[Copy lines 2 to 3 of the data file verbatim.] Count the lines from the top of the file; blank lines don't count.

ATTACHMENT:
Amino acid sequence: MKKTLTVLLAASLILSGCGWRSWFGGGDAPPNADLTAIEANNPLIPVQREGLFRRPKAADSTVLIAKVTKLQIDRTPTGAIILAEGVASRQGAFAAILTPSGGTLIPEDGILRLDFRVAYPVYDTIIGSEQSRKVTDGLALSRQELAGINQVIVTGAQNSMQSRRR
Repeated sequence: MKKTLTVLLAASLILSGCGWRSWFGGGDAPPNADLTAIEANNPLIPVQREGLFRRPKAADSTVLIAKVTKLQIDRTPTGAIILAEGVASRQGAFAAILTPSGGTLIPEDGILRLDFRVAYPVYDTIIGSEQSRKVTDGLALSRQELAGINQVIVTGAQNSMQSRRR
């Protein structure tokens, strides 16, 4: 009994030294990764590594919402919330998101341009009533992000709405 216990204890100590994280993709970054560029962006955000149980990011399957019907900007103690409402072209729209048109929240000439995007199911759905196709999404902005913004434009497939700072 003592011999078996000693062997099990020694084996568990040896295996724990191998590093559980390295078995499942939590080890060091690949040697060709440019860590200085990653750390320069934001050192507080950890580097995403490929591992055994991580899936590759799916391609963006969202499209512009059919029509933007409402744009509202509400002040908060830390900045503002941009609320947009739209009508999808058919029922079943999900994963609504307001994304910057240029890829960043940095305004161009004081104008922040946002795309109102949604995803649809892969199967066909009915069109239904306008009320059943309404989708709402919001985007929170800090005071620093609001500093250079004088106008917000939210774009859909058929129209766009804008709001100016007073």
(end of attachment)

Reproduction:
Repeated sequence: MKKTLTVLLAASLILSGCGWRSWFGGGDAPPNADLTAIEANNPLIPVQREGLFRRPKAADSTVLIAKVTKLQIDRTPTGAIILAEGVASRQGAFAAILTPSGGTLIPEDGILRLDFRVAYPVYDTIIGSEQSRKVTDGLALSRQELAGINQVIVTGAQNSMQSRRR
């Protein structure tokens, strides 16, 4: 009994030294990764590594919402919330998101341009009533992000709405 216990204890100590994280993709970054560029962006955000149980990011399957019907900007103690409402072209729209048109929240000439995007199911759905196709999404902005913004434009497939700072 003592011999078996000693062997099990020694084996568990040896295996724990191998590093559980390295078995499942939590080890060091690949040697060709440019860590200085990653750390320069934001050192507080950890580097995403490929591992055994991580899936590759799916391609963006969202499209512009059919029509933007409402744009509202509400002040908060830390900045503002941009609320947009739209009508999808058919029922079943999900994963609504307001994304910057240029890829960043940095305004161009004081104008922040946002795309109102949604995803649809892969199967066909009915069109239904306008009320059943309404989708709402919001985007929170800090005071620093609001500093250079004088106008917000939210774009859909058929129209766009804008709001100016007073």